So What? How STEM Make a Difference

Meet the team at NHLI!

Blog Article by In2scienceUK participant Angela

Prof. Jane Davies is a professor of Paediatric Respirology and Experimental Medicine at Imperial College London’s National Heart and Lung Institute, as well as an honorary consultant at the Royal Brompton hospital. She runs an interdisciplinary team of scientists, physiologists, doctors and clinical trials specialists that conduct research into Cystic Fibrosis.

During my placement I observed all the different members in the team. I was given a tour of the labs and the CF clinics. This enabled me to ask questions and understand the role of each member by learning a bit about their work. As I am interested in medicine it showed me the ways you can be a doctor who also undertakes scientific research. Learning that STEM career pathways are so flexible gave me a real insight into what options are available to me.

One member’s work that stood out was PhD student Alice Collins. Alice studies the bacterium Pseudomonas aeruginosa, which is the most common cause of long-term respiratory infections associated with CF. This is significant as Pseudomonas is a strain of bacteria very commonly found in our environment, such as in the soil… or even in the water that we drink! Pseudomonas doesn’t harm healthy people but the thick, sticky mucus in CF lungs allows it to colonise and take over the lung, reducing lung function and leading to lung transplants. 

Alice researches the factors that allow Pseudomonas to dominate the lungs at a molecular level by analysing the DNA sequences and toxic proteins they produce which allow competition with other bacteria. This trailblazing research helps us understand how Pseudomonas settles in the lungs and to identify targets for new treatments.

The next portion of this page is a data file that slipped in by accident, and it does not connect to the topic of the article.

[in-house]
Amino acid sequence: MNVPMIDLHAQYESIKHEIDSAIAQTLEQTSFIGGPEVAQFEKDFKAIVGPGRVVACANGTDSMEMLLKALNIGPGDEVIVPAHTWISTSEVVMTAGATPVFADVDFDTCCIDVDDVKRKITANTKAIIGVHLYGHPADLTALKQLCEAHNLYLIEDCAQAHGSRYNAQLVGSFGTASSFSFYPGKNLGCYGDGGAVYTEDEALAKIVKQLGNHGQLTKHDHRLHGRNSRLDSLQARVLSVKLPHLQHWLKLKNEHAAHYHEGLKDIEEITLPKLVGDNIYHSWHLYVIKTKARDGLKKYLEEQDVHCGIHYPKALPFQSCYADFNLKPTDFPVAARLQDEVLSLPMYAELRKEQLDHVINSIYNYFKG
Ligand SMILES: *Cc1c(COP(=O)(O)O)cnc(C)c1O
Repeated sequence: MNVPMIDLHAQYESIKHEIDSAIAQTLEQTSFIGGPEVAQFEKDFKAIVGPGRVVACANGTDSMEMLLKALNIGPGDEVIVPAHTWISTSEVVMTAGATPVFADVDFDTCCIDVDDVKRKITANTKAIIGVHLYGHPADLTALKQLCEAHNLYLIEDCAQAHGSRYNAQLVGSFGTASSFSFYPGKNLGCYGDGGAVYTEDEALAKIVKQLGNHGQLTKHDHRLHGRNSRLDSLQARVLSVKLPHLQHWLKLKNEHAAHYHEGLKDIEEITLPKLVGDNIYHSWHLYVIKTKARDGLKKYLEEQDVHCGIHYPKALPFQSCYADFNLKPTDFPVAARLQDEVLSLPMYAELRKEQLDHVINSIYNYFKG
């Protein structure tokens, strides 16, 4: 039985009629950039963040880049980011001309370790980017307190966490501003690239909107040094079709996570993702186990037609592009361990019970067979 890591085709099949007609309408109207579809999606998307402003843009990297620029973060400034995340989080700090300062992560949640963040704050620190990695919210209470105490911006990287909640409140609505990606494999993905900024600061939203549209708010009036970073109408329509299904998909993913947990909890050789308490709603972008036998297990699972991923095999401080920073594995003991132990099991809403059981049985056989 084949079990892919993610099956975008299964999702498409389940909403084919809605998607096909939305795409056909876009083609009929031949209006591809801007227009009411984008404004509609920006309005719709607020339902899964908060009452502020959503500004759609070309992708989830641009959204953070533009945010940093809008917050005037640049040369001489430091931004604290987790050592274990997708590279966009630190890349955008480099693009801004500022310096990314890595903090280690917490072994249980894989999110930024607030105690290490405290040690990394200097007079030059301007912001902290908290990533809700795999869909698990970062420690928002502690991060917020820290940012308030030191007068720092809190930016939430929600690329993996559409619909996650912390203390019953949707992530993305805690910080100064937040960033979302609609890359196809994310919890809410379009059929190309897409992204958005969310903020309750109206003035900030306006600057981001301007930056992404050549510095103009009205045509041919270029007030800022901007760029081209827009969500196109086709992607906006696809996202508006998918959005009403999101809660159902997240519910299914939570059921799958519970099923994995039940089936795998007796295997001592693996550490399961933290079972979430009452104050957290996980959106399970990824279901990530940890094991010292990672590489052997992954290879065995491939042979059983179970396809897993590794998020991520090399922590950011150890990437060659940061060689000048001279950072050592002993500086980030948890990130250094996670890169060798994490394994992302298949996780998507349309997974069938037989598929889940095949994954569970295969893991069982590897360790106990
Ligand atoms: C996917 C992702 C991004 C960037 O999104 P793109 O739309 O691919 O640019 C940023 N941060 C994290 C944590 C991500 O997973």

The field of microbiology is ever so increasingly valuable. The COVID pandemic affected all of us, it shut down everything and exposed a big lack of resources. People hospitalised couldn’t be treated because few antiviral treatments are available, which resulted in a lot of deaths. COVID raised awareness of how infectious diseases can impact the world and the importance of microbiology research which allows the manufacturing of vaccines and treatments. By 2050, millions of people will die from emerging infectious diseases if these issues aren’t addressed. Taking action now and conducting more research is not only beneficial but crucial to our futures. Microbiologists have the skill and dedication, but research cannot proceed without funds and support from charities, funding bodies and the government.

The field of microbiology brings so much hope because it shows us that anything can be tackled. During the pandemic, the vaccine rollout was so quick and saved millions of lives. We now have the power to be able to treat the genetic root of chronic conditions such as CF with new treatments that have been developed such as Kaftrio, which could lengthen the lifespan of people living with CF and change so many people’s lives in the process. I have a profound sense of admiration for Prof. Jane Davies, the team at Imperial and their phenomenal research.